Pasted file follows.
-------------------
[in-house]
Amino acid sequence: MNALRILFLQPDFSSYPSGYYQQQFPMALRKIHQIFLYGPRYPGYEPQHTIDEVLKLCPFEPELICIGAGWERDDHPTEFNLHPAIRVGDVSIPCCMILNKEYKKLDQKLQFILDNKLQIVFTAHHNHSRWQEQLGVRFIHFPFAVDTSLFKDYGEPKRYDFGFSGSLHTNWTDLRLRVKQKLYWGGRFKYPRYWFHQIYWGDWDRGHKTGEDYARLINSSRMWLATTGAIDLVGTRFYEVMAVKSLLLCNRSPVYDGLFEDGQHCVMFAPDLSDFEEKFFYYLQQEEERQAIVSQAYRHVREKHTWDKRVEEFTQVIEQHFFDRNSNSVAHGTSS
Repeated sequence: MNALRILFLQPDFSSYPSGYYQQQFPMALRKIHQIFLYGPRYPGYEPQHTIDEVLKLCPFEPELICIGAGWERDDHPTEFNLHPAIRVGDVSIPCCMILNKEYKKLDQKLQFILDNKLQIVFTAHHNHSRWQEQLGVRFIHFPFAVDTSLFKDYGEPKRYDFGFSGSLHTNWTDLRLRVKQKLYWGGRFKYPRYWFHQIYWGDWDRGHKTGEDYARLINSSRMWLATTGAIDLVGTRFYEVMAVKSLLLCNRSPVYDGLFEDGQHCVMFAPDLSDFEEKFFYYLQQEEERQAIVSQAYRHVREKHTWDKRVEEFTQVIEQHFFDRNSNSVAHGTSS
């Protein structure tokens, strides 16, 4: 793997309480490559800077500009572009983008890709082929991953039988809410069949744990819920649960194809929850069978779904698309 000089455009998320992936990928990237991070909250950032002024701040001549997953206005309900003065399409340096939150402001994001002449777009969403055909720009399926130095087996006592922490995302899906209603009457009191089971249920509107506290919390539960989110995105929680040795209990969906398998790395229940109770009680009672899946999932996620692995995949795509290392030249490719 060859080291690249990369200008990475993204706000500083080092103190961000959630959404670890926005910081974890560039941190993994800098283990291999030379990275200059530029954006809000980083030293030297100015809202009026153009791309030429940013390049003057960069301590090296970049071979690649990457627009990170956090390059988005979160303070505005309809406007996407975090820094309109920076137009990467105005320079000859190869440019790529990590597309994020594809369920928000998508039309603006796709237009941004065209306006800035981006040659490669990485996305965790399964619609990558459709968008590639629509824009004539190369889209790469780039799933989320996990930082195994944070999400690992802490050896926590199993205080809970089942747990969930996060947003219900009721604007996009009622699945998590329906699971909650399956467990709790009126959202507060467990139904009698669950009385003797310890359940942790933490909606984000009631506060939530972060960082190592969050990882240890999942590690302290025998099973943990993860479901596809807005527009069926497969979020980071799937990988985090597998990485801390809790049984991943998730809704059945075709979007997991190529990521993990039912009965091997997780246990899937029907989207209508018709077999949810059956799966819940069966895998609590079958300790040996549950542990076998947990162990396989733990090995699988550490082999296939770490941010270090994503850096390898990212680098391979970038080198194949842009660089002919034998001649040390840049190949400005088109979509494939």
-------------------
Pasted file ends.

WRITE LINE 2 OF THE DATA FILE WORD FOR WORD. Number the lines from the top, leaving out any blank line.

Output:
Amino acid sequence: MNALRILFLQPDFSSYPSGYYQQQFPMALRKIHQIFLYGPRYPGYEPQHTIDEVLKLCPFEPELICIGAGWERDDHPTEFNLHPAIRVGDVSIPCCMILNKEYKKLDQKLQFILDNKLQIVFTAHHNHSRWQEQLGVRFIHFPFAVDTSLFKDYGEPKRYDFGFSGSLHTNWTDLRLRVKQKLYWGGRFKYPRYWFHQIYWGDWDRGHKTGEDYARLINSSRMWLATTGAIDLVGTRFYEVMAVKSLLLCNRSPVYDGLFEDGQHCVMFAPDLSDFEEKFFYYLQQEEERQAIVSQAYRHVREKHTWDKRVEEFTQVIEQHFFDRNSNSVAHGTSS